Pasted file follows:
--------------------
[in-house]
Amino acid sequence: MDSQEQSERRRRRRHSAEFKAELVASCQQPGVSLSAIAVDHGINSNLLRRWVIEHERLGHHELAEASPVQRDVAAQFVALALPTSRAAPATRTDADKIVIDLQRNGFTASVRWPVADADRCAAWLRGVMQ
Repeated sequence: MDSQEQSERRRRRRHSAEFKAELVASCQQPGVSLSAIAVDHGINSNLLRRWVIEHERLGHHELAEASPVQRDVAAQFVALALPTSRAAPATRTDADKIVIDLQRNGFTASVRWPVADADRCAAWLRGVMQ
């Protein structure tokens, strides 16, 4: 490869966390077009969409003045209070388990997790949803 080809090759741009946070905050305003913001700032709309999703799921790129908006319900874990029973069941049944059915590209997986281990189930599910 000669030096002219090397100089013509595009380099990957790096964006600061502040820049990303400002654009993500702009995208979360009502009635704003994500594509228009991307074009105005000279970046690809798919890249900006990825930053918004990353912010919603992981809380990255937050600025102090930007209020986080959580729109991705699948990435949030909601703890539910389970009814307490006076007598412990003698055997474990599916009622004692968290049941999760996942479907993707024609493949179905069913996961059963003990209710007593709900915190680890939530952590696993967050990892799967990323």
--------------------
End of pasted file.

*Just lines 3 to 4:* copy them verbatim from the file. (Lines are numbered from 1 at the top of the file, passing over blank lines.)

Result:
Repeated sequence: MDSQEQSERRRRRRHSAEFKAELVASCQQPGVSLSAIAVDHGINSNLLRRWVIEHERLGHHELAEASPVQRDVAAQFVALALPTSRAAPATRTDADKIVIDLQRNGFTASVRWPVADADRCAAWLRGVMQ
């Protein structure tokens, strides 16, 4: 490869966390077009969409003045209070388990997790949803 080809090759741009946070905050305003913001700032709309999703799921790129908006319900874990029973069941049944059915590209997986281990189930599910 000669030096002219090397100089013509595009380099990957790096964006600061502040820049990303400002654009993500702009995208979360009502009635704003994500594509228009991307074009105005000279970046690809798919890249900006990825930053918004990353912010919603992981809380990255937050600025102090930007209020986080959580729109991705699948990435949030909601703890539910389970009814307490006076007598412990003698055997474990599916009622004692968290049941999760996942479907993707024609493949179905069913996961059963003990209710007593709900915190680890939530952590696993967050990892799967990323």